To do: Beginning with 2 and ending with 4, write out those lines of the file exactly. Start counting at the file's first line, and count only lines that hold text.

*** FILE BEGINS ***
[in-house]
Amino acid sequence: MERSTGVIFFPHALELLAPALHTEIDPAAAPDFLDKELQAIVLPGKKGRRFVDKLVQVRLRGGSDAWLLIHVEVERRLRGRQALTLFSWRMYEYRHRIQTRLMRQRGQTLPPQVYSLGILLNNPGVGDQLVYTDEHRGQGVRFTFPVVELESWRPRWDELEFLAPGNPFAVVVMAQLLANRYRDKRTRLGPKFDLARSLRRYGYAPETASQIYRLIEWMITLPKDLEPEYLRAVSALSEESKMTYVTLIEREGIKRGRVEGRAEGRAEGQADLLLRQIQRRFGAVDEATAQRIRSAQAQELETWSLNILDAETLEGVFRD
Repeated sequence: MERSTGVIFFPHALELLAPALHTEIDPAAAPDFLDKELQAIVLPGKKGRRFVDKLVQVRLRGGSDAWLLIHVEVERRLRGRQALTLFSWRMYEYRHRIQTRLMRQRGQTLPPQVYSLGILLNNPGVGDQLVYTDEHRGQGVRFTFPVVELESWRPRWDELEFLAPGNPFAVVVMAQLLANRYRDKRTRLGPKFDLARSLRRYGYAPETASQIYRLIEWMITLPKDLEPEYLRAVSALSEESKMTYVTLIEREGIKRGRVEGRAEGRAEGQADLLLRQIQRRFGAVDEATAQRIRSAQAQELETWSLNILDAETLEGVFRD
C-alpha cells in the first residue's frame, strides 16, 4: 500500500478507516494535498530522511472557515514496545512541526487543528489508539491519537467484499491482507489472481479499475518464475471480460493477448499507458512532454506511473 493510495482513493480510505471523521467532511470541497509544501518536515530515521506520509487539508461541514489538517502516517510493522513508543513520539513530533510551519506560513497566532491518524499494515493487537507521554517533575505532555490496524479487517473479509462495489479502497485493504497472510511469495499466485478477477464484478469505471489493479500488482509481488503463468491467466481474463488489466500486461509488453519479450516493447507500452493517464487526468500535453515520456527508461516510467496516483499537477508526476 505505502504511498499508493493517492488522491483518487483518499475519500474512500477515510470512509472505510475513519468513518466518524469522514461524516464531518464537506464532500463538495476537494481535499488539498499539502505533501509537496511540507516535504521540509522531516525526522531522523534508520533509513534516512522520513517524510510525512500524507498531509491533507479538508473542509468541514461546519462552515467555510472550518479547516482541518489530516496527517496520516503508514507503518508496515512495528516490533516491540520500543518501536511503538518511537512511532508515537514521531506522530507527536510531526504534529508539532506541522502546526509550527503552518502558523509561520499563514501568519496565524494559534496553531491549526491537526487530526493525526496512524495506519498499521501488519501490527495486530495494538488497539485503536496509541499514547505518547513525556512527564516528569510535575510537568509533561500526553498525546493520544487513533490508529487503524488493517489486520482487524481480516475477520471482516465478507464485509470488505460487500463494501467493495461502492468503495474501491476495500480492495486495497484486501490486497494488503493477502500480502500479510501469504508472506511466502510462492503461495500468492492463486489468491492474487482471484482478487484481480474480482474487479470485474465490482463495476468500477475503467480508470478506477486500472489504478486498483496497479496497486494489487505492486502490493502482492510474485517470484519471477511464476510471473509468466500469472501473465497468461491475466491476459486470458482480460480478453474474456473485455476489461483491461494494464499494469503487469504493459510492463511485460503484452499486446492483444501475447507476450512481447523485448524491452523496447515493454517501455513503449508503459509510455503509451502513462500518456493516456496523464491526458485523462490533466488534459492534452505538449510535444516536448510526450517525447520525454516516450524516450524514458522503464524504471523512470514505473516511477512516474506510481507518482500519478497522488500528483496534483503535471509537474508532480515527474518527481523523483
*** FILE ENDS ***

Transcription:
Amino acid sequence: MERSTGVIFFPHALELLAPALHTEIDPAAAPDFLDKELQAIVLPGKKGRRFVDKLVQVRLRGGSDAWLLIHVEVERRLRGRQALTLFSWRMYEYRHRIQTRLMRQRGQTLPPQVYSLGILLNNPGVGDQLVYTDEHRGQGVRFTFPVVELESWRPRWDELEFLAPGNPFAVVVMAQLLANRYRDKRTRLGPKFDLARSLRRYGYAPETASQIYRLIEWMITLPKDLEPEYLRAVSALSEESKMTYVTLIEREGIKRGRVEGRAEGRAEGQADLLLRQIQRRFGAVDEATAQRIRSAQAQELETWSLNILDAETLEGVFRD
Repeated sequence: MERSTGVIFFPHALELLAPALHTEIDPAAAPDFLDKELQAIVLPGKKGRRFVDKLVQVRLRGGSDAWLLIHVEVERRLRGRQALTLFSWRMYEYRHRIQTRLMRQRGQTLPPQVYSLGILLNNPGVGDQLVYTDEHRGQGVRFTFPVVELESWRPRWDELEFLAPGNPFAVVVMAQLLANRYRDKRTRLGPKFDLARSLRRYGYAPETASQIYRLIEWMITLPKDLEPEYLRAVSALSEESKMTYVTLIEREGIKRGRVEGRAEGRAEGQADLLLRQIQRRFGAVDEATAQRIRSAQAQELETWSLNILDAETLEGVFRD
C-alpha cells in the first residue's frame, strides 16, 4: 500500500478507516494535498530522511472557515514496545512541526487543528489508539491519537467484499491482507489472481479499475518464475471480460493477448499507458512532454506511473 493510495482513493480510505471523521467532511470541497509544501518536515530515521506520509487539508461541514489538517502516517510493522513508543513520539513530533510551519506560513497566532491518524499494515493487537507521554517533575505532555490496524479487517473479509462495489479502497485493504497472510511469495499466485478477477464484478469505471489493479500488482509481488503463468491467466481474463488489466500486461509488453519479450516493447507500452493517464487526468500535453515520456527508461516510467496516483499537477508526476 505505502504511498499508493493517492488522491483518487483518499475519500474512500477515510470512509472505510475513519468513518466518524469522514461524516464531518464537506464532500463538495476537494481535499488539498499539502505533501509537496511540507516535504521540509522531516525526522531522523534508520533509513534516512522520513517524510510525512500524507498531509491533507479538508473542509468541514461546519462552515467555510472550518479547516482541518489530516496527517496520516503508514507503518508496515512495528516490533516491540520500543518501536511503538518511537512511532508515537514521531506522530507527536510531526504534529508539532506541522502546526509550527503552518502558523509561520499563514501568519496565524494559534496553531491549526491537526487530526493525526496512524495506519498499521501488519501490527495486530495494538488497539485503536496509541499514547505518547513525556512527564516528569510535575510537568509533561500526553498525546493520544487513533490508529487503524488493517489486520482487524481480516475477520471482516465478507464485509470488505460487500463494501467493495461502492468503495474501491476495500480492495486495497484486501490486497494488503493477502500480502500479510501469504508472506511466502510462492503461495500468492492463486489468491492474487482471484482478487484481480474480482474487479470485474465490482463495476468500477475503467480508470478506477486500472489504478486498483496497479496497486494489487505492486502490493502482492510474485517470484519471477511464476510471473509468466500469472501473465497468461491475466491476459486470458482480460480478453474474456473485455476489461483491461494494464499494469503487469504493459510492463511485460503484452499486446492483444501475447507476450512481447523485448524491452523496447515493454517501455513503449508503459509510455503509451502513462500518456493516456496523464491526458485523462490533466488534459492534452505538449510535444516536448510526450517525447520525454516516450524516450524514458522503464524504471523512470514505473516511477512516474506510481507518482500519478497522488500528483496534483503535471509537474508532480515527474518527481523523483